The real problem is that schools are in the business of selling not a skill set, nor even an education, but a ticket – a degree from an accredited program. The academic community, with a powerful financial interest in the status quo, sets accreditation standards that determine which programs are ticket sellers. The result is unsurprising: You generally can’t go on to any sort of graduate-level education without first having paid the toll at a four-year undergraduate school. And more and more jobs require at least an undergraduate degree.
If we really want to reform education, accreditation practices have to change. The government should set standards for college-level courses just as it does for high school. We could go further. How about accrediting courses – whether traditional on-campus, high school Advanced Placement, or online – rather than entire undergraduate-level programs? Government-accredited courses, in a variety of combinations, could lead toward a government-issued degree, more or less the way high school diplomas work today. The equivalent of a high school graduation can be earned via the GED test. There is no reason not to offer the same sort of option for an undergraduate degree.
A degree that reflects a sequence of accredited courses, however the credits were earned, ought to be acceptable for admission to many if not all graduate-level programs, enforced by the federal government’s role in financing graduate education. Nobody should have to sleep in a dorm or eat in a college dining hall in order to get into a nursing program. Admission to most graduate-level programs ought to be available by testing in. It should not be a function of having paid for a certain number of undergraduate-level credits, whether outright or with loans. It certainly should not be a prerequisite that one has paid a college activity fee.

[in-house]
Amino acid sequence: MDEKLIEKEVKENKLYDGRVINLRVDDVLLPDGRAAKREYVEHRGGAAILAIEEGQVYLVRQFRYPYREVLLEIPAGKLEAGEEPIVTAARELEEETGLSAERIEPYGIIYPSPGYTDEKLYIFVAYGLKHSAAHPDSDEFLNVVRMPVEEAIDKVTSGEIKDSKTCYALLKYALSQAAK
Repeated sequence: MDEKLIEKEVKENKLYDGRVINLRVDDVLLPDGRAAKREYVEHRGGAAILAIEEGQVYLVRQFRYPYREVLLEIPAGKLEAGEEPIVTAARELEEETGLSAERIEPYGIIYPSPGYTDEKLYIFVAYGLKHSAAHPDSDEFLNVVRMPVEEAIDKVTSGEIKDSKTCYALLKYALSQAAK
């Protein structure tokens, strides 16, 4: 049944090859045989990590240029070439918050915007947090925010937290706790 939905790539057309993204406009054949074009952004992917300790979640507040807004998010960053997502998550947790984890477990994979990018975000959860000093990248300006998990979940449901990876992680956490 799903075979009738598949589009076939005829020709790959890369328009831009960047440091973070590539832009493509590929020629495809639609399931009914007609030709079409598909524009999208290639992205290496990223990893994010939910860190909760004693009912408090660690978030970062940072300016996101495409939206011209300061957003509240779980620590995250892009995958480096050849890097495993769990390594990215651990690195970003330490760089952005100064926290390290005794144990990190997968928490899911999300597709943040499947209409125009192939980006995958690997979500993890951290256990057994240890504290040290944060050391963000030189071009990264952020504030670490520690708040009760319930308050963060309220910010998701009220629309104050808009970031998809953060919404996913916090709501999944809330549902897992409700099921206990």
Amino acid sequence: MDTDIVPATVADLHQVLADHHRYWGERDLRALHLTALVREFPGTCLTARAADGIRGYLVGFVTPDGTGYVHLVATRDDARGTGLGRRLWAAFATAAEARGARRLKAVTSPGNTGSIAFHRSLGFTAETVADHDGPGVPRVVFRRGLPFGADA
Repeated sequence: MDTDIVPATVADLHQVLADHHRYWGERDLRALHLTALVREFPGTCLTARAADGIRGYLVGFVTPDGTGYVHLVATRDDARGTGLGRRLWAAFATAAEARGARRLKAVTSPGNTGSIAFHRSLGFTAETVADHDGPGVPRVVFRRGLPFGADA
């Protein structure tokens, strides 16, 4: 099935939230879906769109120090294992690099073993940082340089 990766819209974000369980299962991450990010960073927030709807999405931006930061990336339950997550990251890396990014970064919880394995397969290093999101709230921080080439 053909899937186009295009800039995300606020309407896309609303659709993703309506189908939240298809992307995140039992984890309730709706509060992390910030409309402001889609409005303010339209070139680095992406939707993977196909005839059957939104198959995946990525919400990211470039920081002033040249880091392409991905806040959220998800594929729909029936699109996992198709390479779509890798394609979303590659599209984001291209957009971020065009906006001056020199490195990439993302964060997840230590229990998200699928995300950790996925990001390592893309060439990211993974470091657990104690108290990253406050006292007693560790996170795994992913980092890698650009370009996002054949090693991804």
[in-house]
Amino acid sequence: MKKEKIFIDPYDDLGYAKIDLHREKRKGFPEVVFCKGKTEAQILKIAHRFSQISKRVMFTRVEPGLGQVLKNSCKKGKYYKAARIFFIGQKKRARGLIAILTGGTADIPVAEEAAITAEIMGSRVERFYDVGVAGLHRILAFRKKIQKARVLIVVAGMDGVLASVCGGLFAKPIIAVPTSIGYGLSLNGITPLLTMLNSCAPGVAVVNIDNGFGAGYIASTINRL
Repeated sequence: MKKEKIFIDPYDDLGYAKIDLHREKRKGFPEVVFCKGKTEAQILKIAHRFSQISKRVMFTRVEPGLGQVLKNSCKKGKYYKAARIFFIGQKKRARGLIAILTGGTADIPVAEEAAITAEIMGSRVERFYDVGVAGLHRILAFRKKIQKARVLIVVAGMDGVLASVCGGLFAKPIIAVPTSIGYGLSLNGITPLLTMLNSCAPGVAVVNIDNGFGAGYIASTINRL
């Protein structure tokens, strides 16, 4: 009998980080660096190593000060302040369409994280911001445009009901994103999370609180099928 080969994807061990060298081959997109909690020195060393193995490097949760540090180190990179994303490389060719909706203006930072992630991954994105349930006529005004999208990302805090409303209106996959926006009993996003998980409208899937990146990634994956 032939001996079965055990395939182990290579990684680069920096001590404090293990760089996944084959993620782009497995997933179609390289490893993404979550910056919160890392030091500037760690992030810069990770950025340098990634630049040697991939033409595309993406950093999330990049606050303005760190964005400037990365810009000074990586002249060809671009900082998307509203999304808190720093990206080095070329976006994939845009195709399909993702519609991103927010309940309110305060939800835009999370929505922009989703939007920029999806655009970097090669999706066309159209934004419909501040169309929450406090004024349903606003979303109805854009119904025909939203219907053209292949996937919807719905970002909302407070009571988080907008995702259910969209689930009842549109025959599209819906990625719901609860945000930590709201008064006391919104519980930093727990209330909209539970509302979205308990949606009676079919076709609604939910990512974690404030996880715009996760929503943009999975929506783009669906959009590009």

This sort of reform will not eliminate the traditional campus model, any more than public high schools and the GED eliminated private prep schools and other academies. But it could create a much cheaper, mass-scalable avenue toward an education that is appropriate for the 21st century. A host of occupations require specialized training in addition to a four-year degree – training that is not so much beyond undergraduate work as apart from it. If students and parents chose a four-year degree in this scenario, it would be a conscious form of consumption, not the only way to access specialized graduate work or entry-level white collar jobs. And a more-flexible model could educate a workforce based not on years studied or credits collected, but more precisely on subjects studied and mastered.
Education is valuable, but not everyone wants or needs to be educated in the same way, or at the same price point. Putting the choice back into students’ hands would be real education reform. It would stand the current financing model on its ear, and it would channel money, regardless of its source, far more efficiently.
It will take a whole reform program, not just a campaign, to create this sort of change. I wish I could say the president’s proposal is a start, but it isn’t. It is just another campaign speech from someone who does not seem to realize that his campaign days should be over.